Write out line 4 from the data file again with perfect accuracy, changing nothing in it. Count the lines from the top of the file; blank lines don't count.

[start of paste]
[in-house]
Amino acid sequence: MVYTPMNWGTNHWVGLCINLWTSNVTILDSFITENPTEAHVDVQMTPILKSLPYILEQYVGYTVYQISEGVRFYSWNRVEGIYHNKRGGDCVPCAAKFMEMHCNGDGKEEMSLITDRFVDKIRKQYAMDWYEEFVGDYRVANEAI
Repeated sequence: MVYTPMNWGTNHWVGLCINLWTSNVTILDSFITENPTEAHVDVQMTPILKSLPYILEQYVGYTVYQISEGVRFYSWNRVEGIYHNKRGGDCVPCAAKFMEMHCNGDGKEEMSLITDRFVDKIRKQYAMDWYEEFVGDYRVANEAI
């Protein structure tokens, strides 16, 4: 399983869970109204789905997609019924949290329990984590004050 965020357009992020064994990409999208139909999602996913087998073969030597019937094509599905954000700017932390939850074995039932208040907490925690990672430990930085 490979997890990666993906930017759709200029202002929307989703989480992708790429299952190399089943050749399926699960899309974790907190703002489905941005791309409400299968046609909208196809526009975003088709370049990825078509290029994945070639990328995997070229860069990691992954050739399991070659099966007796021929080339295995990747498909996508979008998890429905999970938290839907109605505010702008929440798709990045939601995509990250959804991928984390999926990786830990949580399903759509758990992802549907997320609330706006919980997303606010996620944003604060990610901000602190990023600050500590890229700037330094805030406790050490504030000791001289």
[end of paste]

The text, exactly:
């Protein structure tokens, strides 16, 4: 399983869970109204789905997609019924949290329990984590004050 965020357009992020064994990409999208139909999602996913087998073969030597019937094509599905954000700017932390939850074995039932208040907490925690990672430990930085 490979997890990666993906930017759709200029202002929307989703989480992708790429299952190399089943050749399926699960899309974790907190703002489905941005791309409400299968046609909208196809526009975003088709370049990825078509290029994945070639990328995997070229860069990691992954050739399991070659099966007796021929080339295995990747498909996508979008998890429905999970938290839907109605505010702008929440798709990045939601995509990250959804991928984390999926990786830990949580399903759509758990992802549907997320609330706006919980997303606010996620944003604060990610901000602190990023600050500590890229700037330094805030406790050490504030000791001289």